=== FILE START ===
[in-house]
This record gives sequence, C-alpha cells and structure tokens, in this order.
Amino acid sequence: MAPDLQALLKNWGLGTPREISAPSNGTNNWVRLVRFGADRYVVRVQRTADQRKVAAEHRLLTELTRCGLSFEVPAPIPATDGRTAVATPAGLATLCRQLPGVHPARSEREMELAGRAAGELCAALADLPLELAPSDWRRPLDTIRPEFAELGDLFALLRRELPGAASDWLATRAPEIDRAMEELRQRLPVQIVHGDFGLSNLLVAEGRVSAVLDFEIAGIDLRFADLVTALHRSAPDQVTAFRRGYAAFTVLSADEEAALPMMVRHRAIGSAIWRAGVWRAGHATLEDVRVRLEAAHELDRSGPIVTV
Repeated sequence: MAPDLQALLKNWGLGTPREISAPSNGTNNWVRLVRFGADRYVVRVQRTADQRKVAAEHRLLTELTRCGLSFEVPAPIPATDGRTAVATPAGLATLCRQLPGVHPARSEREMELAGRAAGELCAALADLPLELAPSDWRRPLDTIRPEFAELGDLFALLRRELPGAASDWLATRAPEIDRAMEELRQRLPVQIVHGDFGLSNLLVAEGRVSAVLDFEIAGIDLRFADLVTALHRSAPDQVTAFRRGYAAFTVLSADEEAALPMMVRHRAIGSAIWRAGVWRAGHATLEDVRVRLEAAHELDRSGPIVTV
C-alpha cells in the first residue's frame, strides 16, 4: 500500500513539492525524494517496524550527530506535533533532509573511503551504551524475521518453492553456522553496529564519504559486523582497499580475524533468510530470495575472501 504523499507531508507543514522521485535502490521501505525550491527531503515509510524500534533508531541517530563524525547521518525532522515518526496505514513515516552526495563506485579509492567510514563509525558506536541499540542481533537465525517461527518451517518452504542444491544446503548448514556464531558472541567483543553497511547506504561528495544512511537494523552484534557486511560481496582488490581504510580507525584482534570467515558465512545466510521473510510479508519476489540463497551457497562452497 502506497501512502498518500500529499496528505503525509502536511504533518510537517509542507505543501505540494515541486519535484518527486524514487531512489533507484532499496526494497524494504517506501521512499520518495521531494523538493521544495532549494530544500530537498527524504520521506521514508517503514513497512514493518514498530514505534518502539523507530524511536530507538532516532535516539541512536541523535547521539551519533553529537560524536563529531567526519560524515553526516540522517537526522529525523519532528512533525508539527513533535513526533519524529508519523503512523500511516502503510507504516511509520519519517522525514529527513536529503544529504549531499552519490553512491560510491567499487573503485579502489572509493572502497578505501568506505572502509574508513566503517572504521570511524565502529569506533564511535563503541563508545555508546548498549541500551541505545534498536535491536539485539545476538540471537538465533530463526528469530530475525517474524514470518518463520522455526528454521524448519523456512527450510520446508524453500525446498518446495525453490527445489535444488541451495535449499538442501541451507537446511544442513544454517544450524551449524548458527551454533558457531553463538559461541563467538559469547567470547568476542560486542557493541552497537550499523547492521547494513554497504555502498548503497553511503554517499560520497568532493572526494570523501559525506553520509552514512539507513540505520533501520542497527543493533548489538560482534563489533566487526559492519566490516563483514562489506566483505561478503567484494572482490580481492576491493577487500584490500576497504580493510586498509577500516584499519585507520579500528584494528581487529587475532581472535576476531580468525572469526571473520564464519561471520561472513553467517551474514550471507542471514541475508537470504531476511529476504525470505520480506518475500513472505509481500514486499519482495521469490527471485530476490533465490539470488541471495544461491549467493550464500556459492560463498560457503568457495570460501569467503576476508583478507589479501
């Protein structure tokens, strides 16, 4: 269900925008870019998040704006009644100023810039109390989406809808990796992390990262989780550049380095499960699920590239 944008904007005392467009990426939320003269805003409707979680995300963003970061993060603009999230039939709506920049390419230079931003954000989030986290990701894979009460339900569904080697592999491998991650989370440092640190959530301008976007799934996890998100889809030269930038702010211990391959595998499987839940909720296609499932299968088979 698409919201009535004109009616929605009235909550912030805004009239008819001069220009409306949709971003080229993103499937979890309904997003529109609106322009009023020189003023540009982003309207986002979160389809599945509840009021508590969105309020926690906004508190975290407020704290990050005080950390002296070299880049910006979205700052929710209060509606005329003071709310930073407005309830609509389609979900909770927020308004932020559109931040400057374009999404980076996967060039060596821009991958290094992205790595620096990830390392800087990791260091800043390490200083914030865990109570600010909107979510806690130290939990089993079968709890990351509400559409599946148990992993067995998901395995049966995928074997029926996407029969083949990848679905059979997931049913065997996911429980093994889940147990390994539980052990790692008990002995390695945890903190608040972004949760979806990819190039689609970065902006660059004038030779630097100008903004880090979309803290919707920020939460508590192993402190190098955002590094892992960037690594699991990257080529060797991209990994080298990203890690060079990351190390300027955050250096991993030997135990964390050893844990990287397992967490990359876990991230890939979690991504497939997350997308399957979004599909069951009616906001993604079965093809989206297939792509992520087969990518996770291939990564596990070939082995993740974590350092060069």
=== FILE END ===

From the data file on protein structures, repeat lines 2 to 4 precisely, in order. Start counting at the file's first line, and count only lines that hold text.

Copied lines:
This record gives sequence, C-alpha cells and structure tokens, in this order.
Amino acid sequence: MAPDLQALLKNWGLGTPREISAPSNGTNNWVRLVRFGADRYVVRVQRTADQRKVAAEHRLLTELTRCGLSFEVPAPIPATDGRTAVATPAGLATLCRQLPGVHPARSEREMELAGRAAGELCAALADLPLELAPSDWRRPLDTIRPEFAELGDLFALLRRELPGAASDWLATRAPEIDRAMEELRQRLPVQIVHGDFGLSNLLVAEGRVSAVLDFEIAGIDLRFADLVTALHRSAPDQVTAFRRGYAAFTVLSADEEAALPMMVRHRAIGSAIWRAGVWRAGHATLEDVRVRLEAAHELDRSGPIVTV
Repeated sequence: MAPDLQALLKNWGLGTPREISAPSNGTNNWVRLVRFGADRYVVRVQRTADQRKVAAEHRLLTELTRCGLSFEVPAPIPATDGRTAVATPAGLATLCRQLPGVHPARSEREMELAGRAAGELCAALADLPLELAPSDWRRPLDTIRPEFAELGDLFALLRRELPGAASDWLATRAPEIDRAMEELRQRLPVQIVHGDFGLSNLLVAEGRVSAVLDFEIAGIDLRFADLVTALHRSAPDQVTAFRRGYAAFTVLSADEEAALPMMVRHRAIGSAIWRAGVWRAGHATLEDVRVRLEAAHELDRSGPIVTV